Sports drinks benefits are not bad science, say manufacturers

By Paul Gander

- Last updated on GMT

Related tags science Medicine

GSK said regulators verified the science behind Lucozade benefits
GSK said regulators verified the science behind Lucozade benefits
After high-profile scientific papers and a July Panorama documentary criticised the allegedly poor science behind claims made for a range of sports products, regulators, brands and nutrition experts have defended current research criteria.

The team from Oxford University’s Department of Primary Care Health Sciences criticised the research underpinning carbohydrate-based sports drinks. “We went into this impartially, and I was surprised by the low quality of much of the research,”​ reader in evidence-based medicine Carl Heneghan told Food Manufacture​.

Small sample sizes

The report, published in the British Medical Journal, highlighted the role of industry-sponsored research, small sample sizes, the links between suppliers and professional bodies and journals, and the apparent exclusion of ‘negative’ studies.
“This is reminiscent of the state of medical research around 20 years ago,”​ said Heneghan. “There has since been a clear shift towards evidence-based medicine.”
He added: “In the wake of various lawsuits, GlaxoSmithKline’s (GSK’s) Medical Division, for instance, now has far more of an open, transparent culture.”
GSK’s Lucozade Sport, Coca-Cola’s Powerade and PepsiCo’s Gatorade were among the drinks criticised.

Good quality studies

Head of Sports Science at the University of Bedfordshire, and himself a former GSK employee, Professor John Brewer said: “The biggest, most reputable sports nutrition manufacturers already understand that they have to conduct good quality studies to back up their claims.”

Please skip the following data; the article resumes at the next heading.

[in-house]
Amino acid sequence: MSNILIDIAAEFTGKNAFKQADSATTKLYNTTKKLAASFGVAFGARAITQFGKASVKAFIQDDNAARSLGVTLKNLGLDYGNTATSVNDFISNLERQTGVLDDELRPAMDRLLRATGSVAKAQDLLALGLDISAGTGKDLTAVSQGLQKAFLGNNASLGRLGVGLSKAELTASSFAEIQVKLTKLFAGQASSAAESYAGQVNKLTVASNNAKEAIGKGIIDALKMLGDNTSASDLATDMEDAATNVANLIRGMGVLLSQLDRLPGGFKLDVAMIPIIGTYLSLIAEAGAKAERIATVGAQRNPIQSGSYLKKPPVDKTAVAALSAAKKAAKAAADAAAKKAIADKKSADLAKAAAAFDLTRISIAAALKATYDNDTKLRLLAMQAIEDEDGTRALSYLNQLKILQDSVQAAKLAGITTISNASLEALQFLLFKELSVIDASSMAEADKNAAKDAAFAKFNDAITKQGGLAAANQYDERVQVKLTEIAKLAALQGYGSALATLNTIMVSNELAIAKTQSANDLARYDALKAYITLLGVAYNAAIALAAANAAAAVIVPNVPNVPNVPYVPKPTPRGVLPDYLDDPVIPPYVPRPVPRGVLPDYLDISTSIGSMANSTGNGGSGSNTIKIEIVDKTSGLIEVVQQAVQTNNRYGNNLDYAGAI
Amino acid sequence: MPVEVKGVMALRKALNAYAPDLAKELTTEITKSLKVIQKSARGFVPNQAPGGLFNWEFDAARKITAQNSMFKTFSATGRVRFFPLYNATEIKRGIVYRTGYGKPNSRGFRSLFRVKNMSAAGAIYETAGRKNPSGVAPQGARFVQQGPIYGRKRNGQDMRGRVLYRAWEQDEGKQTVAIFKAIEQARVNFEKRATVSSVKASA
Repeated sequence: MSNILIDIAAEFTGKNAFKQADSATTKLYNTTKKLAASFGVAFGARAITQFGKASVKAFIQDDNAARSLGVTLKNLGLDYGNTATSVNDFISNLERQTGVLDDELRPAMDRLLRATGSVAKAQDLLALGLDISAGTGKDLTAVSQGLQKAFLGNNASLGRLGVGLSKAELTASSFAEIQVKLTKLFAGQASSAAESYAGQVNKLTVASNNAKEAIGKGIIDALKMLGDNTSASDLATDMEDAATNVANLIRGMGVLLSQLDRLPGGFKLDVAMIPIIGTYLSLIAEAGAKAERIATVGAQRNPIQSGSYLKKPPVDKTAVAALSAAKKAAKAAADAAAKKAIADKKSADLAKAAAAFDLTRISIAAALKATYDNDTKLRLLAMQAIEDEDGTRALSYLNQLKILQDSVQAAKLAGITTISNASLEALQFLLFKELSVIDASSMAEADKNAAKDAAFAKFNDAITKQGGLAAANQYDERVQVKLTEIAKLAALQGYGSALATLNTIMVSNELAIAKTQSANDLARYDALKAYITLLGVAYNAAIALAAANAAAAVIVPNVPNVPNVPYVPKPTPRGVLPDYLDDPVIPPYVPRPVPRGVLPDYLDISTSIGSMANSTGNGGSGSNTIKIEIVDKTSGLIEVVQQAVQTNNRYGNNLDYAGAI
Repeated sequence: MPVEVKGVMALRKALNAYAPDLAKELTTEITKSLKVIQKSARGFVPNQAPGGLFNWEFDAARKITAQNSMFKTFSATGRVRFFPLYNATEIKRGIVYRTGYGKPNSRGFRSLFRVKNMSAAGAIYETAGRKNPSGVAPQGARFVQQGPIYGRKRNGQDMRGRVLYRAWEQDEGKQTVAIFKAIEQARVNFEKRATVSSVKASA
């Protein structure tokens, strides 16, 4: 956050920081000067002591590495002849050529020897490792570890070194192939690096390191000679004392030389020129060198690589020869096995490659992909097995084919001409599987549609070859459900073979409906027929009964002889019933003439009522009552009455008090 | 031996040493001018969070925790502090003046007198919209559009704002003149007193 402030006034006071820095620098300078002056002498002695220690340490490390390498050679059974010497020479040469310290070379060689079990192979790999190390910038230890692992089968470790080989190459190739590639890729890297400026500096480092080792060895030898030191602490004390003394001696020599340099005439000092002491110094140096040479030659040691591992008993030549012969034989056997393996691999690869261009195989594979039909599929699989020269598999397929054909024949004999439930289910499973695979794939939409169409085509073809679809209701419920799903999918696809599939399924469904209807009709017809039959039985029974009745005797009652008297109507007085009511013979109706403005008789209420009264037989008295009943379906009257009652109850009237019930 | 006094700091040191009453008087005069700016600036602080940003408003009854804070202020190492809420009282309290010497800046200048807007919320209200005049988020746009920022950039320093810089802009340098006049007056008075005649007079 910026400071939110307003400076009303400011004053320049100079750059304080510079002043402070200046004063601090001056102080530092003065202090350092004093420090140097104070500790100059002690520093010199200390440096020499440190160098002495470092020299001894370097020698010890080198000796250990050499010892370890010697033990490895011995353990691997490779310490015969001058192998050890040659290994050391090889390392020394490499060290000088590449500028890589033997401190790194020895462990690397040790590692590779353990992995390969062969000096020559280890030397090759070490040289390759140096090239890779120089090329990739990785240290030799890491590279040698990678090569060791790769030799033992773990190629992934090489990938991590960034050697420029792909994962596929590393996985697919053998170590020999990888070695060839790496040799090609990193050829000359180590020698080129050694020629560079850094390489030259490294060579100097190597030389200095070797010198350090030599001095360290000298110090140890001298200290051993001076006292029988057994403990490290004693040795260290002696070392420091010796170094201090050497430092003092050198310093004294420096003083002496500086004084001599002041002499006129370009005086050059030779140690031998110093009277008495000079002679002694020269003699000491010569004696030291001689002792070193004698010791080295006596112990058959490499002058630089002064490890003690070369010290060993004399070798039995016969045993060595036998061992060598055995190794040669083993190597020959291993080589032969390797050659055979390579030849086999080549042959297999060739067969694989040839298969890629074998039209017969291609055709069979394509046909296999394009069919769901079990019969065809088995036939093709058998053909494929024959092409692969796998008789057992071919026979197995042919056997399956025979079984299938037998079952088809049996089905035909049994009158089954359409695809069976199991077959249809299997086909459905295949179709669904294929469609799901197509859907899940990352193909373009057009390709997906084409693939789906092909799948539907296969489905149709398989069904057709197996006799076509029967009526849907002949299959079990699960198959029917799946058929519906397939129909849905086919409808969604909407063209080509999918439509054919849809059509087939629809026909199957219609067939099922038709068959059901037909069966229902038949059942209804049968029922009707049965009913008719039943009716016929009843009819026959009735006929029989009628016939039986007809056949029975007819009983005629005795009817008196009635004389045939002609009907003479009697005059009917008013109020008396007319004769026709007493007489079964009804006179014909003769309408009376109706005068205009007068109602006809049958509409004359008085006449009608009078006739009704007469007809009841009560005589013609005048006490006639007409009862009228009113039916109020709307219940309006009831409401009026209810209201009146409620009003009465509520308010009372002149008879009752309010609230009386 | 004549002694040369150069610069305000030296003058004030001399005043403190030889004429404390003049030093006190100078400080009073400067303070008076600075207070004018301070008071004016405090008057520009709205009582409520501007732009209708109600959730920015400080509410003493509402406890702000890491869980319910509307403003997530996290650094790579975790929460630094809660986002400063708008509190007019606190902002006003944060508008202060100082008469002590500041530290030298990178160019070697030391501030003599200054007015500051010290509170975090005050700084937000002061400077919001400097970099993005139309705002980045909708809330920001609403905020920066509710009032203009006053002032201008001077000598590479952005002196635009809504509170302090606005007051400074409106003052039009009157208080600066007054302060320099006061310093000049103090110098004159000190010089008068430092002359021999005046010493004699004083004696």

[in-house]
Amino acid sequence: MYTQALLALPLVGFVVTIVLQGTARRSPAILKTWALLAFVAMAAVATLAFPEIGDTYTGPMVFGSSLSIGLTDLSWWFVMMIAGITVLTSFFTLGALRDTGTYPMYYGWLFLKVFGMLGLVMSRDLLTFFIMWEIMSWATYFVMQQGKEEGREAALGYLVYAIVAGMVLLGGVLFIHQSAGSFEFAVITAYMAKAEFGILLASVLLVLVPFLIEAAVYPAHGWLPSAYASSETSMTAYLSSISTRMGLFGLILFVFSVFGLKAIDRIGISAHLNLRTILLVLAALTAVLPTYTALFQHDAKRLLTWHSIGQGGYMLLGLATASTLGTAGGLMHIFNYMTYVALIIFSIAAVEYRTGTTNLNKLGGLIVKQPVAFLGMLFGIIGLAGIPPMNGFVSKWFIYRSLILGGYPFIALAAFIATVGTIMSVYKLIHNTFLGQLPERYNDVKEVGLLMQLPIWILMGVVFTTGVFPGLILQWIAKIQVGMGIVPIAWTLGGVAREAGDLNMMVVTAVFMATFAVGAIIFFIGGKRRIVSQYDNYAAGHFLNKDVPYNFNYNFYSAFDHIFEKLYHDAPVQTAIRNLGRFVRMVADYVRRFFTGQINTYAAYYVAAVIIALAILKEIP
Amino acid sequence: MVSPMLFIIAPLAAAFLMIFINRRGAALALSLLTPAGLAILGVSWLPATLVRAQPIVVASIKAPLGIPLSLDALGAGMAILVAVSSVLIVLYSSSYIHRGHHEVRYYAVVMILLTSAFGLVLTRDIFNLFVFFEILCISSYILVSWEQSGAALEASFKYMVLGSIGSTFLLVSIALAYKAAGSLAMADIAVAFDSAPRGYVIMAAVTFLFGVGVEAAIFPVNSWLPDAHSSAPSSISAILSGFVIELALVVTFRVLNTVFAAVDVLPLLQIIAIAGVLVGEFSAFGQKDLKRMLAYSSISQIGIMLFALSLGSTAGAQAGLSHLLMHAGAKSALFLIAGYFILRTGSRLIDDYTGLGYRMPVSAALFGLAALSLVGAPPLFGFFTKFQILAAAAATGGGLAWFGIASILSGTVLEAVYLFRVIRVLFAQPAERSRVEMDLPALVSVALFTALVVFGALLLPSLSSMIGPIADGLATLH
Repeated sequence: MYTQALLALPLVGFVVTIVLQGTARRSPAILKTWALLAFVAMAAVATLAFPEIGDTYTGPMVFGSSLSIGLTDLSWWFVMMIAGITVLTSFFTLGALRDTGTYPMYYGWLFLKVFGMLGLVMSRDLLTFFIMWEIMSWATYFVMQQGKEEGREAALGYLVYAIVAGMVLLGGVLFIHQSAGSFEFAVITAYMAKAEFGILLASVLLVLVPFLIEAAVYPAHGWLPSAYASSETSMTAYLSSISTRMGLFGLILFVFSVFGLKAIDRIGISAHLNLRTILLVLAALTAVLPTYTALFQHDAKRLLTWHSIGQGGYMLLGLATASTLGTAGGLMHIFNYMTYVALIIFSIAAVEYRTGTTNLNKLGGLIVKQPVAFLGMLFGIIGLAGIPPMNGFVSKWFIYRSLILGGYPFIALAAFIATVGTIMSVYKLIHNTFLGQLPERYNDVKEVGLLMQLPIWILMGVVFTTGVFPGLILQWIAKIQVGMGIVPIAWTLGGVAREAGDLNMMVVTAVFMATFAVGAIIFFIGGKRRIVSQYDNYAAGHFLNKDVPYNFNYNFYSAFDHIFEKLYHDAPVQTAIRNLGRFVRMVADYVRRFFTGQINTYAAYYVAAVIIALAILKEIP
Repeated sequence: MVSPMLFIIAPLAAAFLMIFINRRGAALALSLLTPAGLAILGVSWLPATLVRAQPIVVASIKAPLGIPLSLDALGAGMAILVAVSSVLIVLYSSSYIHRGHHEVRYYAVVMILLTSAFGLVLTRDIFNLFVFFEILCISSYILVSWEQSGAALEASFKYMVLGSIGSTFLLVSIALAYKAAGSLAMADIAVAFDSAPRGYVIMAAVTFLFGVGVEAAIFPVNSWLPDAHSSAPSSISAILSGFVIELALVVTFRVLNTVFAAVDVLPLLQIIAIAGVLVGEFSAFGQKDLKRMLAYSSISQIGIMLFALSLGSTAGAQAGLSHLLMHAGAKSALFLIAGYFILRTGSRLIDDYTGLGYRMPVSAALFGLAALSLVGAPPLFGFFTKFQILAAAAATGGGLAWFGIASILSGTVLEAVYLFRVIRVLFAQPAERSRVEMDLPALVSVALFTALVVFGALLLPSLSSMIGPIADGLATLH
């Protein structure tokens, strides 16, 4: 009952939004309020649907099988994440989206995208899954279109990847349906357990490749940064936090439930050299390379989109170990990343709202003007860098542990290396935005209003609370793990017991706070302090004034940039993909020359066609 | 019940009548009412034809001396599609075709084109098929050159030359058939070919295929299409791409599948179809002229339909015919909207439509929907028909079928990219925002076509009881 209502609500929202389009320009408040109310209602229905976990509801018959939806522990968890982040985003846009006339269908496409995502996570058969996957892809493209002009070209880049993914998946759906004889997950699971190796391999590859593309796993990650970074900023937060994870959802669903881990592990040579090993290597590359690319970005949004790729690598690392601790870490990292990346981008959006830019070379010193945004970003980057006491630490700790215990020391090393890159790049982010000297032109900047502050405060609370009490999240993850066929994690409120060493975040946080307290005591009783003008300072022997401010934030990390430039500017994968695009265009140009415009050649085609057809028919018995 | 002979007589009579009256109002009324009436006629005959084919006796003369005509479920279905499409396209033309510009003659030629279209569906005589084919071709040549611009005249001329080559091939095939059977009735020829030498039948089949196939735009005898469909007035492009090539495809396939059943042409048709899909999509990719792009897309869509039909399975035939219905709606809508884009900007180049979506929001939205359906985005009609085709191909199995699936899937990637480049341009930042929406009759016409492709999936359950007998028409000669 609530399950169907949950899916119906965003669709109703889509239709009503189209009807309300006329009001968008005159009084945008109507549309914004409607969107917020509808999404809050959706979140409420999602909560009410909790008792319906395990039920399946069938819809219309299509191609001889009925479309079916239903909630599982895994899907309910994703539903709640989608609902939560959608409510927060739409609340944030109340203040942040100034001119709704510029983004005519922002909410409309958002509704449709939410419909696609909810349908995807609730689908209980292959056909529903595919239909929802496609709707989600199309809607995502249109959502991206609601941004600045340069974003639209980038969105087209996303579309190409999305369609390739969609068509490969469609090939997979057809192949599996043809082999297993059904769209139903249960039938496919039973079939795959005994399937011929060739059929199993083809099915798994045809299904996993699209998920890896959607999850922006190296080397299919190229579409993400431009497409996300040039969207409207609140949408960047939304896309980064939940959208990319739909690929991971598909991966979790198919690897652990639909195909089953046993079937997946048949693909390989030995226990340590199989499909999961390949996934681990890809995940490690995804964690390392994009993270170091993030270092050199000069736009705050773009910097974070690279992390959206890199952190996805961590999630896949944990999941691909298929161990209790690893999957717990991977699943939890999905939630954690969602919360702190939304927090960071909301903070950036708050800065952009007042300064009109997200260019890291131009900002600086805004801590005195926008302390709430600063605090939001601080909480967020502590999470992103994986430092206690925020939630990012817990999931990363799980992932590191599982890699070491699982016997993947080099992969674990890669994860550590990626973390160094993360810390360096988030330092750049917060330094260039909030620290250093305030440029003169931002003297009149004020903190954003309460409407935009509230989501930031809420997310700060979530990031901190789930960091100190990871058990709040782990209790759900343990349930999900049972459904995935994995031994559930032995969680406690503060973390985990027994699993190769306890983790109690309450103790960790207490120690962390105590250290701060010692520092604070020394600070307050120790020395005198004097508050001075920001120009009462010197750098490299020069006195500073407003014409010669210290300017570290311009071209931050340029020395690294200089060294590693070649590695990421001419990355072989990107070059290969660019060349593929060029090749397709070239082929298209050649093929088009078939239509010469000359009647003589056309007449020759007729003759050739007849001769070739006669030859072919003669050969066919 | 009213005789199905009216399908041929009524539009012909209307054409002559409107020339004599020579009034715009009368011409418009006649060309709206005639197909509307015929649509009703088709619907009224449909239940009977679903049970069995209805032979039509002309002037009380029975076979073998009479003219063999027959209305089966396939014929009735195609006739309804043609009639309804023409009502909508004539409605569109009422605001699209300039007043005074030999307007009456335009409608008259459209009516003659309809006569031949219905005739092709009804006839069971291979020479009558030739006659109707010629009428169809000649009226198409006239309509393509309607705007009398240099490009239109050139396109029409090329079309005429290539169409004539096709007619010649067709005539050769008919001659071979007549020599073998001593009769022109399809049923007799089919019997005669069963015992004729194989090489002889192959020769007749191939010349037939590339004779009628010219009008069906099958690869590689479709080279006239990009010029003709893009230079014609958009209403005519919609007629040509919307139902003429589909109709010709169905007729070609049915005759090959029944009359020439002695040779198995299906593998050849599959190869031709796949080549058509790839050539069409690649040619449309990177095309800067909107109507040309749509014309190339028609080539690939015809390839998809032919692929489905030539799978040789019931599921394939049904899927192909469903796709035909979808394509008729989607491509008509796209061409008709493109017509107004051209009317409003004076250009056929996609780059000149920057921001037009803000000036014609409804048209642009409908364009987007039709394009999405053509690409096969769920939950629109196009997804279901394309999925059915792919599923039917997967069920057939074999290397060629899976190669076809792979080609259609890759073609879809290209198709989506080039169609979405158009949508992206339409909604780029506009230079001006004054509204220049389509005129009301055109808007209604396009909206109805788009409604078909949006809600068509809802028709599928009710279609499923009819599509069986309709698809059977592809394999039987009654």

He agreed there were certain situations where water and lower-level calorie replacement were sufficient. “But there’s a huge amount of evidence that dehydration impairs performance, and a combination of fluids and carbohydrates supports it.”
In a statement, GSK pointed out that the science behind Lucozade Sport was supported by 85 peer-reviewed studies. It said the evidence for the benefits of carbohydrate-electrolyte drinks was “strong and has been independently studied and verified by the European Food Safety Authority (EFSA)”​.
For its part, the Oxford team also found fault with EFSA’s assessment criteria. Of EFSA’s evolving assessment process, Heneghan said: “It reminds me of the way that the World Health Organisation has become more rigorous in its scrutiny of scientific submissions.”
A spokesman for EFSA pointed out that it had not accepted all claims relating to sports drinks. He added: “We review not only the evidence submitted by applicants, but all relevant scientific literature to reach our conclusions.”

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